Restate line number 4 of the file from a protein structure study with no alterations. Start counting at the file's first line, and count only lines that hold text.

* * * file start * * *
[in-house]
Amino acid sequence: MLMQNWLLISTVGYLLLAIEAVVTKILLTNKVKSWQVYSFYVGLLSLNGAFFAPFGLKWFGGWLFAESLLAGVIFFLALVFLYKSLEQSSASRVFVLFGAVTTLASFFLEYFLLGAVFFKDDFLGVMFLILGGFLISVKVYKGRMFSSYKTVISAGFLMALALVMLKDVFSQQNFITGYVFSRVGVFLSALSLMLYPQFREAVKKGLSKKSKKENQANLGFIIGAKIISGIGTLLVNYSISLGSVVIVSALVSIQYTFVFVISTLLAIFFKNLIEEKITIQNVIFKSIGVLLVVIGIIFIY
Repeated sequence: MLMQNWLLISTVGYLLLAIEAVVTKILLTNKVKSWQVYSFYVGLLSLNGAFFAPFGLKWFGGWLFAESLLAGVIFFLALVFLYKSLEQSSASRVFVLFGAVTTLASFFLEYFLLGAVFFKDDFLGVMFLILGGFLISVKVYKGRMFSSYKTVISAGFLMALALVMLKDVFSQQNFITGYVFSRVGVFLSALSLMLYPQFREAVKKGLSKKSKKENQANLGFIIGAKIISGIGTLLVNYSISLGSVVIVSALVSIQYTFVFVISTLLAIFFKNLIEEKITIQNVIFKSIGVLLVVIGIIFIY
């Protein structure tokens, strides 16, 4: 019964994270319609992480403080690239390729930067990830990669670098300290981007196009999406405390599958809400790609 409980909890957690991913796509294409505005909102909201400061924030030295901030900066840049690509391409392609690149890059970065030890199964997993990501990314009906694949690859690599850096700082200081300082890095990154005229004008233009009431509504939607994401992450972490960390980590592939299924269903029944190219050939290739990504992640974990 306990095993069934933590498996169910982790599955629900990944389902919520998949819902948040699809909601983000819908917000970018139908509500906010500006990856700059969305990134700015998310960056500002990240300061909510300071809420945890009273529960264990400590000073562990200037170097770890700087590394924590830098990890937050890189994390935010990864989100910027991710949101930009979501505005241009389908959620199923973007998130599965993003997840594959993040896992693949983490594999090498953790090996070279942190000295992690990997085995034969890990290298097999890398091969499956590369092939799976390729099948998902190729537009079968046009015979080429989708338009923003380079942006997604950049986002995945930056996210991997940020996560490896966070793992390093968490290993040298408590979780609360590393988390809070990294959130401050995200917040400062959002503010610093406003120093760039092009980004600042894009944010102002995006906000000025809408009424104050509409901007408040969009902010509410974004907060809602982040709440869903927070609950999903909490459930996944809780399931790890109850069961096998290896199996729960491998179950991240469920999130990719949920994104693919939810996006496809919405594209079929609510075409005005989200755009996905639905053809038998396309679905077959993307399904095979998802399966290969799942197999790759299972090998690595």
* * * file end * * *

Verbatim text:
């Protein structure tokens, strides 16, 4: 019964994270319609992480403080690239390729930067990830990669670098300290981007196009999406405390599958809400790609 409980909890957690991913796509294409505005909102909201400061924030030295901030900066840049690509391409392609690149890059970065030890199964997993990501990314009906694949690859690599850096700082200081300082890095990154005229004008233009009431509504939607994401992450972490960390980590592939299924269903029944190219050939290739990504992640974990 306990095993069934933590498996169910982790599955629900990944389902919520998949819902948040699809909601983000819908917000970018139908509500906010500006990856700059969305990134700015998310960056500002990240300061909510300071809420945890009273529960264990400590000073562990200037170097770890700087590394924590830098990890937050890189994390935010990864989100910027991710949101930009979501505005241009389908959620199923973007998130599965993003997840594959993040896992693949983490594999090498953790090996070279942190000295992690990997085995034969890990290298097999890398091969499956590369092939799976390729099948998902190729537009079968046009015979080429989708338009923003380079942006997604950049986002995945930056996210991997940020996560490896966070793992390093968490290993040298408590979780609360590393988390809070990294959130401050995200917040400062959002503010610093406003120093760039092009980004600042894009944010102002995006906000000025809408009424104050509409901007408040969009902010509410974004907060809602982040709440869903927070609950999903909490459930996944809780399931790890109850069961096998290896199996729960491998179950991240469920999130990719949920994104693919939810996006496809919405594209079929609510075409005005989200755009996905639905053809038998396309679905077959993307399904095979998802399966290969799942197999790759299972090998690595």